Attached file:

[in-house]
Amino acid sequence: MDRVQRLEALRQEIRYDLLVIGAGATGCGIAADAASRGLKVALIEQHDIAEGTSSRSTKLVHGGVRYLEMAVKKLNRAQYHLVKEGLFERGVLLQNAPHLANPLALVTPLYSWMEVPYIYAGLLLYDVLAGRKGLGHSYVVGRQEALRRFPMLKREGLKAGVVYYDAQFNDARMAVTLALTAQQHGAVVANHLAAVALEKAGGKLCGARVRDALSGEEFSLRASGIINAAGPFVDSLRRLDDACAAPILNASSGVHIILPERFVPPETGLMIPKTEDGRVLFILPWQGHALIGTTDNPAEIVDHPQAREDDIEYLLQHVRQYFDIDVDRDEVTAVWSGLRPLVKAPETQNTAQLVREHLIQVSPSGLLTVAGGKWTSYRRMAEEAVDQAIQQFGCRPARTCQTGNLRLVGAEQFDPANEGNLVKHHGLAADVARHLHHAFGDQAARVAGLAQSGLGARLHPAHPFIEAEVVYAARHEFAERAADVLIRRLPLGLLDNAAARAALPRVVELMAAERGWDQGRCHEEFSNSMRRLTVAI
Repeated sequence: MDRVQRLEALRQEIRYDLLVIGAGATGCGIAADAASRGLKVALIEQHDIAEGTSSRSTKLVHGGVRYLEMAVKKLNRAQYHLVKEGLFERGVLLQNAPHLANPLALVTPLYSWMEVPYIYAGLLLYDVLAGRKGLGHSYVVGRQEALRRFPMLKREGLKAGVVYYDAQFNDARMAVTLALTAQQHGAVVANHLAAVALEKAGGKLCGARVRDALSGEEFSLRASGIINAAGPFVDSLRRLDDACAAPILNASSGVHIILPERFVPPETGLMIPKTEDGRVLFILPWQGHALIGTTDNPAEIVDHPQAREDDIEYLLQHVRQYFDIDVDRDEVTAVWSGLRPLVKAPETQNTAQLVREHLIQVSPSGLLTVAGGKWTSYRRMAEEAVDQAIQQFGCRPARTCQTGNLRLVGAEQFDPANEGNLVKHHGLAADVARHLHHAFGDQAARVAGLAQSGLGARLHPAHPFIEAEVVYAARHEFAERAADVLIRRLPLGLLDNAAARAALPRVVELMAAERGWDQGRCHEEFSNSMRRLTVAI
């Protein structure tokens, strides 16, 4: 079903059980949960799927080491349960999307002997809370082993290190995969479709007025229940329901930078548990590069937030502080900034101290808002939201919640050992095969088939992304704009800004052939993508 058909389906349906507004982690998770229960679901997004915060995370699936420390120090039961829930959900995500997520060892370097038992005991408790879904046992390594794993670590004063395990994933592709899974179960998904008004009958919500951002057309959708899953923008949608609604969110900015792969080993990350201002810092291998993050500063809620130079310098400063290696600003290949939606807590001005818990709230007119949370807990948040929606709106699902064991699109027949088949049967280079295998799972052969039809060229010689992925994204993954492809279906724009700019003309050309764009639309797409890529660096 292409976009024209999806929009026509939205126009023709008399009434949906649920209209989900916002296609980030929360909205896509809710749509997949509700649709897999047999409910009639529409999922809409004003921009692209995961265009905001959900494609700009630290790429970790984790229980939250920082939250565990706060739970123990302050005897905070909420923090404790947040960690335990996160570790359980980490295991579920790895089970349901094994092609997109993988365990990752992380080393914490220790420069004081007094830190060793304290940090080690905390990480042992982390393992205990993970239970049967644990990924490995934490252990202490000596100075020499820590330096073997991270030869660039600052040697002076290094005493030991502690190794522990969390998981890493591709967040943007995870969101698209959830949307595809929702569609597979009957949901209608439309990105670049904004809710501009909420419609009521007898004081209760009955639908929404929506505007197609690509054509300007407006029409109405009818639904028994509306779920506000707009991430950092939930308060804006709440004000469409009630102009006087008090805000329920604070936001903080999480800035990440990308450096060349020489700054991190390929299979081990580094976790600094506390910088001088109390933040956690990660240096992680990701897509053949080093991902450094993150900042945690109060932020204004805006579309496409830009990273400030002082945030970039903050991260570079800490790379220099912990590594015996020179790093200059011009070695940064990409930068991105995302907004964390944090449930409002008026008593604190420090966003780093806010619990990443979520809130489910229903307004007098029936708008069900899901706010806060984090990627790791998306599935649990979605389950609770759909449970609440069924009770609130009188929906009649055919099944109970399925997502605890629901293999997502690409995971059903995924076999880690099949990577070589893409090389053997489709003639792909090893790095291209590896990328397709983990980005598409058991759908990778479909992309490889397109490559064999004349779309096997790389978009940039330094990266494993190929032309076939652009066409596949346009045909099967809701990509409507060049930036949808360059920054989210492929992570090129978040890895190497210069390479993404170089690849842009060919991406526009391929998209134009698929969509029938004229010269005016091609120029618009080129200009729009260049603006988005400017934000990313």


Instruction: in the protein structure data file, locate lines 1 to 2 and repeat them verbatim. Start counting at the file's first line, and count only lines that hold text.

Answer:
[in-house]
Amino acid sequence: MDRVQRLEALRQEIRYDLLVIGAGATGCGIAADAASRGLKVALIEQHDIAEGTSSRSTKLVHGGVRYLEMAVKKLNRAQYHLVKEGLFERGVLLQNAPHLANPLALVTPLYSWMEVPYIYAGLLLYDVLAGRKGLGHSYVVGRQEALRRFPMLKREGLKAGVVYYDAQFNDARMAVTLALTAQQHGAVVANHLAAVALEKAGGKLCGARVRDALSGEEFSLRASGIINAAGPFVDSLRRLDDACAAPILNASSGVHIILPERFVPPETGLMIPKTEDGRVLFILPWQGHALIGTTDNPAEIVDHPQAREDDIEYLLQHVRQYFDIDVDRDEVTAVWSGLRPLVKAPETQNTAQLVREHLIQVSPSGLLTVAGGKWTSYRRMAEEAVDQAIQQFGCRPARTCQTGNLRLVGAEQFDPANEGNLVKHHGLAADVARHLHHAFGDQAARVAGLAQSGLGARLHPAHPFIEAEVVYAARHEFAERAADVLIRRLPLGLLDNAAARAALPRVVELMAAERGWDQGRCHEEFSNSMRRLTVAI